My question was about the sense of providing hardware with many cores ( 6 to 12 ) while most software, even a decade or so after multicore processors spread over the world, still in its great majority makes no use of so many cores.
    I accept the arguments brought here by an experienced user that
    a) background processes also take place and need the work of the processor.
    b) several non multicore applications can in this way be run at the same time without slowing the computer.
    However since nMP with 8 and 12 cores ( as well as PCs with so many cores ) will remain a microscopic percentage of all computers in the world, in their vast majority providing nowadays 2 to 4 cores, why would software makers like for instance Adobe or Quark make any expensive effort to adapt their applications to more than 4 cores, as often suggested in this forum that will be the case?... Won't they rather go for what can be used by most customers in the world and brings them more money?
     
  9. AidenShaw macrumors P6

    AidenShaw

    Joined:
    Feb 8, 2003
    Location:
    The Peninsula
    #9
    Two reasons:
    1. Some of the software can use many cores, and people who make their livings running that software don't like waiting.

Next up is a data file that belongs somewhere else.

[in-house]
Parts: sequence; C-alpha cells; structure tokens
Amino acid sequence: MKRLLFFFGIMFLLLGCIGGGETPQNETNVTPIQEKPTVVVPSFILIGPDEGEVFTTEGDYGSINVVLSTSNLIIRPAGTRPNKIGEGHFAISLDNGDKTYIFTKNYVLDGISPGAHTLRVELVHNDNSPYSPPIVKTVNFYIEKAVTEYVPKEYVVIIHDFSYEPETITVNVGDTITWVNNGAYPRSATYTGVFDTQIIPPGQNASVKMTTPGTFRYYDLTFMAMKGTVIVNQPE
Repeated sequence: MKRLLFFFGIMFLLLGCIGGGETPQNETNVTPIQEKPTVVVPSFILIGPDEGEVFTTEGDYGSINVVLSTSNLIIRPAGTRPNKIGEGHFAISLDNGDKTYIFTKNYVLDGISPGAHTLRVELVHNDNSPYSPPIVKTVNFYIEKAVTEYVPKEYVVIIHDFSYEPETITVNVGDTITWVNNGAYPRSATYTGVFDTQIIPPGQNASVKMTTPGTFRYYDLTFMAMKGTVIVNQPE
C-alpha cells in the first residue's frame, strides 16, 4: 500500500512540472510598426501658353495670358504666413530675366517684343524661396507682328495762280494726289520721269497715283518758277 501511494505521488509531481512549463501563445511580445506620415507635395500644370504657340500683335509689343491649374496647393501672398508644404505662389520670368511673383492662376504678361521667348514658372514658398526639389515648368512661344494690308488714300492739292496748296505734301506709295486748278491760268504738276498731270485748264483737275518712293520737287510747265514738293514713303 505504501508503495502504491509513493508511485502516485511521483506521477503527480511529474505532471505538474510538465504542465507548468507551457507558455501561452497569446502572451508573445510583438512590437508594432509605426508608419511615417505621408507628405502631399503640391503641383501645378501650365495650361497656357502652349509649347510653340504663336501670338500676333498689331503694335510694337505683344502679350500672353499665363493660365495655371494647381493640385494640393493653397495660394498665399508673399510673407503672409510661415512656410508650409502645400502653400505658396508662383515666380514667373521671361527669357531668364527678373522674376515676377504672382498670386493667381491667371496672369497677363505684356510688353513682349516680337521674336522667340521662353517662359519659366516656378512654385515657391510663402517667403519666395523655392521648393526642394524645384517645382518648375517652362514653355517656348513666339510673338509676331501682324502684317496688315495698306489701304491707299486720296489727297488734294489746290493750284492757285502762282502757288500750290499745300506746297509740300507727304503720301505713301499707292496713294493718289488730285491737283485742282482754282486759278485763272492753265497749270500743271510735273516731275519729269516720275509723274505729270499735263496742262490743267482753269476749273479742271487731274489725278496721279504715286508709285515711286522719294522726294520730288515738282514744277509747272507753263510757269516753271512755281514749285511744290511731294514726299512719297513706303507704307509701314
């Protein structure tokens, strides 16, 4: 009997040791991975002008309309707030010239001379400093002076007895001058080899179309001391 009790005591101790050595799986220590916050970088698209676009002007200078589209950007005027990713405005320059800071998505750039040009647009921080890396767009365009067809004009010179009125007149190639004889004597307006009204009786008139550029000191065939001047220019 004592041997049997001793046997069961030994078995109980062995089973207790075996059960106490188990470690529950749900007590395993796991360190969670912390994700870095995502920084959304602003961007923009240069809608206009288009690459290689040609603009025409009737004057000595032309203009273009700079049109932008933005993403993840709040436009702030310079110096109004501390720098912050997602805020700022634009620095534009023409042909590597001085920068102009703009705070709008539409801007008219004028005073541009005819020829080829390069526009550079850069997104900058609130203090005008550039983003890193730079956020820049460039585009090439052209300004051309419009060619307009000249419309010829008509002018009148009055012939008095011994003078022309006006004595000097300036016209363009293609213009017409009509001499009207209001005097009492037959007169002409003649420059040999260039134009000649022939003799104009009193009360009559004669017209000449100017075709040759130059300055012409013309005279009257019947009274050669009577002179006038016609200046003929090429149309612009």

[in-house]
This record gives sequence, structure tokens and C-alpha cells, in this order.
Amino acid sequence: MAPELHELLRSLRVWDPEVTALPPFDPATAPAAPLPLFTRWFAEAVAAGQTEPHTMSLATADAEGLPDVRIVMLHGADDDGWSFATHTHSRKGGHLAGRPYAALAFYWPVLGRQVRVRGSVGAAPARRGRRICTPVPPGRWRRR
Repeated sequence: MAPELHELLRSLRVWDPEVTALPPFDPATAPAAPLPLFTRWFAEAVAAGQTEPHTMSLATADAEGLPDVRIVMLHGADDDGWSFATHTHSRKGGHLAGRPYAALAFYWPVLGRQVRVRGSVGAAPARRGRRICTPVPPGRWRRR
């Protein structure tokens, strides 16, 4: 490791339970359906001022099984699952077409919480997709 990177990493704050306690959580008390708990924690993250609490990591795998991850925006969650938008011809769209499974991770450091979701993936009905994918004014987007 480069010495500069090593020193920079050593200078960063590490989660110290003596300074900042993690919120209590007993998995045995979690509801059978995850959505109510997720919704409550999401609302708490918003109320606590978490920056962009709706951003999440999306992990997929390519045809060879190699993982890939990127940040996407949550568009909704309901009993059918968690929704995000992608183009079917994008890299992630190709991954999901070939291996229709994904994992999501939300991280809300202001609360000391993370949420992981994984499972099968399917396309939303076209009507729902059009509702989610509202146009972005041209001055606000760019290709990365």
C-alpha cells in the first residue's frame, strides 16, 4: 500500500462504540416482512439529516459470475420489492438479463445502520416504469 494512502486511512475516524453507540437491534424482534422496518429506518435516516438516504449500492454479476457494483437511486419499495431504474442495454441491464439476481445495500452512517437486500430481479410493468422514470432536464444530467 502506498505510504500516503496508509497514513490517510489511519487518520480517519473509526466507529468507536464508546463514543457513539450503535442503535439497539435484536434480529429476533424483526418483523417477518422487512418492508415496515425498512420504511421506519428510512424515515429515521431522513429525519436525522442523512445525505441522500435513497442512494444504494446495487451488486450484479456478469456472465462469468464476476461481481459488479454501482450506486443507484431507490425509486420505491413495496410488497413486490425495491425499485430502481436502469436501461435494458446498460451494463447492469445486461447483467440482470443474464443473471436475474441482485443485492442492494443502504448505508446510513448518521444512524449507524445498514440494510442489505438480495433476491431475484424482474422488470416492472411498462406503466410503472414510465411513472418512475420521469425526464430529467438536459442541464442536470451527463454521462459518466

2. If they don't optimize for multi-core, some other company will and their best customers will leave for the faster product.

    Linuxcooldude basically said this in post #2.
     
  10. casperes1996 macrumors 65816

    casperes1996

    Joined:
    Jan 26, 2014
    Location:
    Horsens, Denmark
    #10
    Because professional software will use it

    They'll make the software that makes them the most money, yes, but that would be the highly multithreaded (using multiple cores) versions, since it gains them foothold with professionals who need it, besides the professionals are the ones who buy these 12 core machines. If they stopped optimizing for many cores, there apps would get bad press, and no use from professionals with access to many core systems, which would produce lower sale numbers from average users as well, since you are keen to believe the opinion of the professional is probably the best one. Furthermore, i7 chips, even if they are just 4 cores, can run 8 threads at the same time (intel hyper threading), meaning that optimizing for an 8 core CPU (not utilizing the hyper threading of the 8 core) will have positive effects on both 4 core and 8 core systems. (The 8 core running the app in a truly parallel mode, the 4 core adapting each core to whatever thread is the best all the time).